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Judge Craig Brown was a fixture in the Durham, North Carolina, criminal justice system for most of his adult life. He was an outspoken critic of the system and its effect on the disadvantaged victims of gang violence. In this hard hitting book by an active participant in many nationally famous trials, he tells of his life and his career as a judge in one of North Carolina's most active judicial districts.
Advance Praise for Judge Brown's Book
Masonry and ink. Imposing buildings and books are what first come to mind when the subject of “law” is broached. Without people, there would be no need for these buildings or books. The legal arena is populated by people building upon the experiences of their predecessors in an effort to define the rules of our civilization. It is an ongoing work that is never finished. The roles of lawyers and judges are defined within this construct. As people, their contributions to our system of laws are colored by their life experiences. Craig Brown has imparted his observations as lawyer, judge and part of our society to this epistle. He has a lot to share with us. In this regard, he assumes a new mantle: that of teacher and mentor. I’m glad he took the time to share his experiences with us.
Archie L. Smith III
Durham County Clerk of Court
By Judith Welch Wegner, Burton Craige Professor of Law, UNC School of Law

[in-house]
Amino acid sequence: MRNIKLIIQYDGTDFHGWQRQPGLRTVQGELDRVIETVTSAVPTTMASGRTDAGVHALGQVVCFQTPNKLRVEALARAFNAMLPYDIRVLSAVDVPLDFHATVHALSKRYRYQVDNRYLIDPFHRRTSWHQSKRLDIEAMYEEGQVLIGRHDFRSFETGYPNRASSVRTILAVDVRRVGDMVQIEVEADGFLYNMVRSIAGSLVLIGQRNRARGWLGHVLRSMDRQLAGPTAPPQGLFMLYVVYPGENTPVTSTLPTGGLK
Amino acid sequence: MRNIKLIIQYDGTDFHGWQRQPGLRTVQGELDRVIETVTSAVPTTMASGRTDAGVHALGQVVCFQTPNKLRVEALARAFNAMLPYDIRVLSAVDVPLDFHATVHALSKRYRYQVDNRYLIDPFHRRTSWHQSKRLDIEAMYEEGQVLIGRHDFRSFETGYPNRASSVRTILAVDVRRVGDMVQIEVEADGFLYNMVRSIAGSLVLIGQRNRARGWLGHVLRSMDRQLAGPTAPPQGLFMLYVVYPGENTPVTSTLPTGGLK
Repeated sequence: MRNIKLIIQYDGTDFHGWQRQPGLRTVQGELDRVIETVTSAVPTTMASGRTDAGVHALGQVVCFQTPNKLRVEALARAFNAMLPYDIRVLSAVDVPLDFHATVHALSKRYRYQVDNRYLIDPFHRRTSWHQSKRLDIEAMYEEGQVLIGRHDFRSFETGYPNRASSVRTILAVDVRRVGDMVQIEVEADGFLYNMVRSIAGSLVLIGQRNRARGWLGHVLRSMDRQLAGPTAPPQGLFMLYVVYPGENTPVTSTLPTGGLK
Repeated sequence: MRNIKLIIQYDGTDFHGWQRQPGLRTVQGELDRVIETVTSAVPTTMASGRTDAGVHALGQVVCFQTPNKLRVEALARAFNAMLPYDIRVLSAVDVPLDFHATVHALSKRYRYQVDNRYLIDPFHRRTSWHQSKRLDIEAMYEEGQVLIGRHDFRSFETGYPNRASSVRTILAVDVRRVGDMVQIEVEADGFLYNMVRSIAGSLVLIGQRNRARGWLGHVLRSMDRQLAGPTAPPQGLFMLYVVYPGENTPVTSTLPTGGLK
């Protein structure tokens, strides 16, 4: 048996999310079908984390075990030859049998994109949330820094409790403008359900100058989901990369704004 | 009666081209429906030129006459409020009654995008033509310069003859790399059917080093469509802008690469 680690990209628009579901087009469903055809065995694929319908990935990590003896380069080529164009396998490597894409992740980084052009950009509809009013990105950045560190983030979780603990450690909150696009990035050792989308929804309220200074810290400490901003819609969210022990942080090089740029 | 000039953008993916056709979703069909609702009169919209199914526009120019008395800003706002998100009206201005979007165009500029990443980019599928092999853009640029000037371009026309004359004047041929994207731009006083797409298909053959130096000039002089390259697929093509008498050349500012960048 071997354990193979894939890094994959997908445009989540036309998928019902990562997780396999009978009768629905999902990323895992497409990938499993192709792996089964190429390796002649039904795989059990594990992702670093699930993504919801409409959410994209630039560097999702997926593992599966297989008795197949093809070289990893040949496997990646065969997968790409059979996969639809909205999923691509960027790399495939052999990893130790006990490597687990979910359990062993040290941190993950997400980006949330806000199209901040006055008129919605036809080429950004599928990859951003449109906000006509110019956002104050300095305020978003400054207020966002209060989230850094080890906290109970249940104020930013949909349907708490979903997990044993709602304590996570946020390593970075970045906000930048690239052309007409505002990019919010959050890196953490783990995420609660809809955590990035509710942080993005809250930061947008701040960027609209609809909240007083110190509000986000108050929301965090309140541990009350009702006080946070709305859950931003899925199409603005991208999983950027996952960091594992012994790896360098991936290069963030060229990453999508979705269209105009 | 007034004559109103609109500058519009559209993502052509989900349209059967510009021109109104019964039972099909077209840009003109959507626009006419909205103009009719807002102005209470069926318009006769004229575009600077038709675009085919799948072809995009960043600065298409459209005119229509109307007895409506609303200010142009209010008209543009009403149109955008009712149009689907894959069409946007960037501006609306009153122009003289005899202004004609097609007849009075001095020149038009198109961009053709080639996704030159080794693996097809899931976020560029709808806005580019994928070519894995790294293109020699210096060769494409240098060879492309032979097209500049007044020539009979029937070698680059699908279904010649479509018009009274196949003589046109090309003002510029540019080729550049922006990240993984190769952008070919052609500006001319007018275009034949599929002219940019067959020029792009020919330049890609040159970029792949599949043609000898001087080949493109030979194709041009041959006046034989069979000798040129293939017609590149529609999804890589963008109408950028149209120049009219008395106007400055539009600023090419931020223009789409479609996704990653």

To appear in the first quarter 2010 issue of The North Carolina State Bar Journal.
Blind Justice by Judge Craig B. Brown (Retired)
(Righter Books, 2009)
Craig Brown, a recently retired district court judge from Durham has written a remarkable book, one that succeeds on many levels. This autobiography traces the arch of Brown’s life to date, from his early days in Iowa, through high school pranks, college and law school at UNC (with a public policy degree from Duke), his work as a criminal defense lawyer, and his time on the bench. Brown captures the spirit of youthful idealism, in his warm recollections of time in student government, as well as his early days handling challenging criminal defense cases as a young Durham attorney, and his role as a judge handling wide-ranging cases in a city that he describes has being “southerner funky urban.”
Three traits mark the book. First, it is remarkably vivid. Brown details the nuances of capital defense (including an effort by a defendant found guilty of capital murder who tried to escape jail the night before mitigating evidence was presented in the sentencing phase of his trial.). He describes larger-than-life personalities that shaped the Durham bar in the last two decades, and offers probing observations about why District Attorney Michael Nifong may have overplayed his hand in the Duke Lacrosse Case. He also depicts his encounters with noted Governors when seeking judicial appointment, the challenges of facing an early challenge to North Carolina’s marriage laws by gay litigants, and his decision to call out North Carolina’s political leaders for failing to address gang violence following an early hearing involving one of those accused of killing Duke graduate student Abhijit Mahato and UNC Student Body President Eve Carson.